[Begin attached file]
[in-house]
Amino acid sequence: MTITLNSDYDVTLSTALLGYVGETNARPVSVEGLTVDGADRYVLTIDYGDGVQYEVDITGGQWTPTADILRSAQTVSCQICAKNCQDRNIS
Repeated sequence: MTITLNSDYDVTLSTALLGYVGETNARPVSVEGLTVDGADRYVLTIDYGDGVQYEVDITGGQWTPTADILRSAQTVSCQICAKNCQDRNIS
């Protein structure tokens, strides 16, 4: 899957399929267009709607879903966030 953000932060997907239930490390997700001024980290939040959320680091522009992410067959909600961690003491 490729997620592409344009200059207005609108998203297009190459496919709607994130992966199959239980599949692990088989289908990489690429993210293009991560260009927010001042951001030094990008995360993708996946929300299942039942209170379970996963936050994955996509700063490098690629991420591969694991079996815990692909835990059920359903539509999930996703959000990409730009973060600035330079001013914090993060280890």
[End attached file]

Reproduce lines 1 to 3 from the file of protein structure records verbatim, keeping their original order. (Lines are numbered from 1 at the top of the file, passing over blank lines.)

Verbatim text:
[in-house]
Amino acid sequence: MTITLNSDYDVTLSTALLGYVGETNARPVSVEGLTVDGADRYVLTIDYGDGVQYEVDITGGQWTPTADILRSAQTVSCQICAKNCQDRNIS
Repeated sequence: MTITLNSDYDVTLSTALLGYVGETNARPVSVEGLTVDGADRYVLTIDYGDGVQYEVDITGGQWTPTADILRSAQTVSCQICAKNCQDRNIS